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Research Project: Protecting the Welfare of Food Producing Animals

Location: Livestock Behavior Research

Title: COVID-19 effects on livestock production: A One Welfare issue

Author
item Marchant-Forde, Jeremy
item BOYLE, LAURA - Teagasc (AGRICULTURE AND FOOD DEVELOPMENT AUTHORITY)

Submitted to: Frontiers in Veterinary Science
Publication Type: Review Article
Publication Acceptance Date: 9/1/2020
Publication Date: 9/30/2020
Citation: Marchant Forde, J.N., Boyle, L.A. 2020. COVID-19 effects on livestock production: A One Welfare issue. Frontiers in Veterinary Science. https://doi.org/10.3389/fvets.2020.585787.
DOI: https://doi.org/10.3389/fvets.2020.585787

Interpretive Summary: The COVID-19 pandemic highlights that we exist in a global community. From a single city, it spread to 188 countries across the world and infected 20 million people by August 10, 2020. Decades of modelling pandemics predicted potential consequences, but COVID-19’s impact on the food supply chain, and specifically livestock production was unexpected. Clusters of cases among workers in meat processing plants have quickly evolved to affect human, animal and environmental welfare in several countries. In processing plants, the hygiene focus is on product quality and food safety. Because of their close proximity to one another, COVID-19 spread rapidly between workers and in the U.S., in particular, lack of sick leave and health insurance likely resulting in workers continuing to work when infectious. Many processing plants shut down when they identified major outbreaks, putting pressure especially on pig and poultry industries. In the U.S., at one point, there was a 45% reduction in pig processing capacity meaning about 250,000 pigs per day were not slaughtered. This resulted in longer transport distances to plants in operation with extra capacity, but also to crowding of animals on farm. Producers were encouraged to slow growth rates, but some had to cull animals on farm in ways that likely included suffering and caused considerable upset to owners and workers. Carcass disposal was also associated with potential biosecurity risks and detrimental effects on the environment. Hence, this is a One Welfare issue, affecting human, animal and environmental welfare and highlighting the fragility of intensive, high-throughput livestock production systems. This livestock production model needs to be re-shaped to include the animal, human and environmental elements across the farm to fork chain. Such a One Welfare approach will ensure that food production systems are resilient, flexible and fair in the face of future challenges.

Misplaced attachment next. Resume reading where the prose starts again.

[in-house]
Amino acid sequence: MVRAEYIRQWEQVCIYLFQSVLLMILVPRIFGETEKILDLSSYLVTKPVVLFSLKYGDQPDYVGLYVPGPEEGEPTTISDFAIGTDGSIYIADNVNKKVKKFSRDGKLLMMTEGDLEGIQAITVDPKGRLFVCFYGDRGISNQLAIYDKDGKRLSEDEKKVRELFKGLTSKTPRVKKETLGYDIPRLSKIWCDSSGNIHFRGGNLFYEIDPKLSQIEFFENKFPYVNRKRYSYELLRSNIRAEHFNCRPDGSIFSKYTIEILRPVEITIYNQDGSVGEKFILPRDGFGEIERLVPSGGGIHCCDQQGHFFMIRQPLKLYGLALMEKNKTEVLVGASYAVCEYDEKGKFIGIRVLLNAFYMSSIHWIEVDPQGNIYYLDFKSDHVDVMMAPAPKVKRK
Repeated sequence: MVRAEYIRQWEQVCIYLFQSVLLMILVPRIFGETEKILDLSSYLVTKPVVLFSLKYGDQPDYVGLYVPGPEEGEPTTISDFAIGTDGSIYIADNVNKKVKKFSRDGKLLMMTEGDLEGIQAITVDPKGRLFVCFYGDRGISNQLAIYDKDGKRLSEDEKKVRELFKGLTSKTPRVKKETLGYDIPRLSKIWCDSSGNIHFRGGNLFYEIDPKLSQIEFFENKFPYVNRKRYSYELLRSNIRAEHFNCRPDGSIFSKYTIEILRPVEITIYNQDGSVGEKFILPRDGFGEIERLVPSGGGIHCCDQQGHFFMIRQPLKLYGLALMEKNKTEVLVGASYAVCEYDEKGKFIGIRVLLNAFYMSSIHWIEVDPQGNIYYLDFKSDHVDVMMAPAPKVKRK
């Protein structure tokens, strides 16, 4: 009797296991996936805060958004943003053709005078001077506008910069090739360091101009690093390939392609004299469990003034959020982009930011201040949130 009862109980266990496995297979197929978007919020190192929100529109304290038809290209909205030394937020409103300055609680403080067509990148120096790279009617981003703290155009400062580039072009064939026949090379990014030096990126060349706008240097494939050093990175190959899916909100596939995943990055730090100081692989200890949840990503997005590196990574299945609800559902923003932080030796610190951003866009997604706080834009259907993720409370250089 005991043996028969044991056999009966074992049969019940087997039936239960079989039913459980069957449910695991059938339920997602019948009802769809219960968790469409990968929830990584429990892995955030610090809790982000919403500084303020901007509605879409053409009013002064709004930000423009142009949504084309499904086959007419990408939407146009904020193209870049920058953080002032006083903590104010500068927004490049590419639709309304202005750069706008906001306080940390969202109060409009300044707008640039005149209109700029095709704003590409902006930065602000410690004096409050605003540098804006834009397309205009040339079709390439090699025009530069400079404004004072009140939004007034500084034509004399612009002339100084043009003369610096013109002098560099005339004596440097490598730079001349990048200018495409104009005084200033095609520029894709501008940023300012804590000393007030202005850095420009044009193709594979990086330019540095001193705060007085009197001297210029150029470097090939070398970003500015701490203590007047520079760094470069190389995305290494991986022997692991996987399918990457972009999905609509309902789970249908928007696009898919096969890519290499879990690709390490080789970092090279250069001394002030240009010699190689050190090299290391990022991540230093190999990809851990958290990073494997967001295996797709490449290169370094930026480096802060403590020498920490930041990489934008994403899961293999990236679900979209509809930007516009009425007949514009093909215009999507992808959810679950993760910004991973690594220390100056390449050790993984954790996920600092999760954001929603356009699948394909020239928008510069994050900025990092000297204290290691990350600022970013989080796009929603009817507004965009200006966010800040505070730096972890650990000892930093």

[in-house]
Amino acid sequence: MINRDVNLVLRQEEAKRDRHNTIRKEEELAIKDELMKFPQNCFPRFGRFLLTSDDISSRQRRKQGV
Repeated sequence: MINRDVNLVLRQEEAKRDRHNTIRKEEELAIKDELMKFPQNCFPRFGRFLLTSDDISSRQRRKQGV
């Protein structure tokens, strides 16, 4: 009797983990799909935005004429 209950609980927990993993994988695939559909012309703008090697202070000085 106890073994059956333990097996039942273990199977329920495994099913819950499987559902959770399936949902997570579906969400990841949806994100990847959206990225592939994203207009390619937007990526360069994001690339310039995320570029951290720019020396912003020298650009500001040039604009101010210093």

Technical Abstract: The COVID-19 pandemic highlights that we exist in a global community. From a single city, it spread to 188 countries across the world and infected 20 million people by August 10, 2020. Decades of modelling pandemics predicted potential consequences, but COVID-19’s impact on the food supply chain, and specifically livestock production was unexpected. Clusters of cases among workers in meat processing plants have quickly evolved to affect human, animal and environmental welfare in several countries. In processing plants, the hygiene focus is on product quality and food safety. Because of their close proximity to one another, COVID-19 spread rapidly between workers and in the U.S., in particular, lack of sick leave and health insurance likely resulting in workers continuing to work when infectious. Many processing plants shut down when they identified major outbreaks, putting pressure especially on pig and poultry industries. In the U.S., at one point, there was a 45% reduction in pig processing capacity meaning about 250,000 pigs per day were not slaughtered. This resulted in longer transport distances to plants in operation with extra capacity, but also to crowding of animals on farm. Producers were encouraged to slow growth rates, but some had to cull animals on farm in ways that likely included suffering and caused considerable upset to owners and workers. Carcass disposal was also associated with potential biosecurity risks and detrimental effects on the environment. Hence, this is a One Welfare issue, affecting human, animal and environmental welfare and highlighting the fragility of intensive, high-throughput livestock production systems. This model needs to be re-shaped to include the animal, human and environmental elements across the farm to fork chain. Such a One Welfare approach will ensure that food production systems are resilient, flexible and fair in the face of future challenges.